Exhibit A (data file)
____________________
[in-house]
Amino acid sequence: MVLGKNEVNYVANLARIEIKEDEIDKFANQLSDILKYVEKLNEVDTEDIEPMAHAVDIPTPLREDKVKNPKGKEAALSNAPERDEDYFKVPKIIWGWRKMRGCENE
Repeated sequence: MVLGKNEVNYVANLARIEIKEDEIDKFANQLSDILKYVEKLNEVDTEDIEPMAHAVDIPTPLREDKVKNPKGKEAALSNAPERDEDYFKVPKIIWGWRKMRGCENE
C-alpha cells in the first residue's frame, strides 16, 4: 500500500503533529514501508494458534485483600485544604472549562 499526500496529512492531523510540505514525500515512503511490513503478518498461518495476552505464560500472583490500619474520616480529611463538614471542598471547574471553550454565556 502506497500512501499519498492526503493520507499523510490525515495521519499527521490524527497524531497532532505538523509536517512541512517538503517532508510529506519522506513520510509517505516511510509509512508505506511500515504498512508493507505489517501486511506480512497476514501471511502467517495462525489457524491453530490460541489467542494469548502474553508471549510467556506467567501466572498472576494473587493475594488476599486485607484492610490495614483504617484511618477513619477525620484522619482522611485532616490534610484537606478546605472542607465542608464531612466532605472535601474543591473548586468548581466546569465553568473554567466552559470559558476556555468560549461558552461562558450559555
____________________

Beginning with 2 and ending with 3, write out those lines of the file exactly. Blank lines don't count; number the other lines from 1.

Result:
Amino acid sequence: MVLGKNEVNYVANLARIEIKEDEIDKFANQLSDILKYVEKLNEVDTEDIEPMAHAVDIPTPLREDKVKNPKGKEAALSNAPERDEDYFKVPKIIWGWRKMRGCENE
Repeated sequence: MVLGKNEVNYVANLARIEIKEDEIDKFANQLSDILKYVEKLNEVDTEDIEPMAHAVDIPTPLREDKVKNPKGKEAALSNAPERDEDYFKVPKIIWGWRKMRGCENE